Presenting Rod Keller's
Alt.religion.scientology Week in Review

Volume 2, Issue 29 - November 2 1997


Scientology's planned 30,000-strong demonstration in Berlin fell short of expectations when 2,000-3,000 marchers attended the event. Before the march, anti-cult activists held a press conference at which Gerry Armstrong and others harmed by Scientology addressed the press.

"A Hamburg local TV station reported today shortly that anti Co$ task force head Ursula Caberta (SPD, social democrat) held a press conference this morning accompanied by 3 former Co$ members. One of them was a prominent and close managerial assistant of L. Ron Hubbard, Gerry Armstrong, who spoke vividly against the 'church's' claim being a religion. Instead of that he stressed that Co$ was nothing else than a camouflaged corporation to infiltrate societies and to obtain its members' money."

Tilman Hausherr reported on a talk by "Tanya", and described the actual march.

"Tanya is the girl who escaped from Saint Hill and she was one of the people who spoke on the podium. One of her jobs was to open mail and to check it for money or for relatives that are anti-scientology. She did recruit other children. She is very sad and feels guilty that she did that. Her schedule starts at 7:15 and goes to 24:00. This was first disputed, then confirmed by scientology. The schedule is the same for children then for adults. In practice the schedule was even longer, especially on Wednesday evening. She wanted to leave. She then had to do physical labor until she stopped wanting to leave. Tanya is living in Germany (Hamburg area). She gets telephone and mail terror. She is financially supported by a non-profit foundation and goes to school and has found new friends. Her dad filed a criminal complaint about 'child withdrawal'. She talked with her dad and he said that he would not talk to her because she left scientology."

"These people remind of the former communists - they spoke on the meeting place from 12:00 - 15:00, i.e. three hours. Nothing really meaningful, only slogans 'what do we want?' 'freedom!' 'where do we want it?' 'in Germany' / 'everywhere' 'When do we want it?' 'now!' then greetings, like 'Hello to 100 people from Greece'.

"The main mouth was (I was told) Andrik Schapers, a singer from The Netherlands. But here he was rather a shouter. Other people: Mike Rinder, Isaac Hayes, Anne Archer, The head of the celebrity center, Karen Hollander. I also saw Gotz Brase, the real estate shark, Gisela Hackenjos (spokeswoman) was demoted 'Ordner', i.e. security person.

"The horses, drummers and trumpeters were nowhere to be seen. The concert was at the Brandenburg gate, but at the 'wrong' side (the side where the gate looks like nothing). They did have power generators, and the sound level was much too high."

Reuters reported on the march.

"About 3,000 Scientologists from the United States, Germany and other European countries gathered in the city centre chanting the slogan 'religious freedom now,' in both English and German, and waving banners in protest at Germany's tough stance. Messages from celebrity Scientologists John Travolta and Kirstie Alley were to be relayed to protesters on a huge video screen, Scientology spokesman Georg Stoffel said. The two U.S. film stars were not able to attend the rally in person.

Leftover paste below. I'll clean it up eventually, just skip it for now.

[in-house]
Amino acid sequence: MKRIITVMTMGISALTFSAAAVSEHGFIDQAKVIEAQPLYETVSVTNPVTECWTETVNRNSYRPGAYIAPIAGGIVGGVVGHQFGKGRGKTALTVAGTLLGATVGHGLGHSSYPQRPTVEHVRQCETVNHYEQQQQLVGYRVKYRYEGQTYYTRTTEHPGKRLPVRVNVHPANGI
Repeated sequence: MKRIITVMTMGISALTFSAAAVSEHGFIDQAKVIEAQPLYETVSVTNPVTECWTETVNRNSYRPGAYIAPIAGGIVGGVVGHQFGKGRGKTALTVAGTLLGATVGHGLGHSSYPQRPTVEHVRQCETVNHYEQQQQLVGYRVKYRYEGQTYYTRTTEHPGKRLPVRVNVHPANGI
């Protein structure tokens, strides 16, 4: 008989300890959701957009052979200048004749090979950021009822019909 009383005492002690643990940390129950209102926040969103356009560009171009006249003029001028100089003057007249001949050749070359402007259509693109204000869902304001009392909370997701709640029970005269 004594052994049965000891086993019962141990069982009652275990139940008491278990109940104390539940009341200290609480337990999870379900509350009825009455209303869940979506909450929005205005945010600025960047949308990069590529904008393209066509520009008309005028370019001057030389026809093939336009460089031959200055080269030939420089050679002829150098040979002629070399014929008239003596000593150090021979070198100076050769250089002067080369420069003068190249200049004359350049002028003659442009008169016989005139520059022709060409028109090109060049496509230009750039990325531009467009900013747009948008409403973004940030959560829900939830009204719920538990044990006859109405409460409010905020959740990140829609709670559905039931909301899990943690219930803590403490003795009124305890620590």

"A dozen members of a German lobby group that campaigns against sects and offers advice to parents who say their children have been 'taken over by extremist religious groups and sects' staged a counter-demonstration nearby. One U.S. Scientologist from Los Angeles said he had flown over with a group from the U.S. just to join the demonstration. 'What shocks me most is the religious intolerance. I have heard Scientologists are being driven out of business here and often do not say they are Scientologists because they are afraid of losing their jobs,' Dan Stradford, 50, told Reuters.

"German Labour Minister Norbert Bleum rejected the charge saying it played down the true gravity of Nazi crimes. 'This is not just an insult to our democracy, but also to all those victims of Nazi terror,' Bluem told German RUFA radio agency. Hans-Juergen Foerster, a spokesman for one of the regional watchdogs in the state of Brandenburg surrounding Berlin, told Berlin's InfoRadio his State Office for the Protection of the Constitution was monitoring the group for signs of violations against the constitution or threats to democratic order. 'We need to establish whether there is a genuine attempt to counter the free democratic order and whether Scientology's activities violate the constitution,' Foerster said.

"Scientology spokesman Stoffel rejected the accusations, saying the German authorities were trying to clamp down on the group because they were close to the established churches. 'The Protestant and Roman Catholic churches in Germany are losing members rapidly in Germany. But instead of looking at what they are doing wrong they are trying to attack competition and discriminate against other religions,' Stoffel said."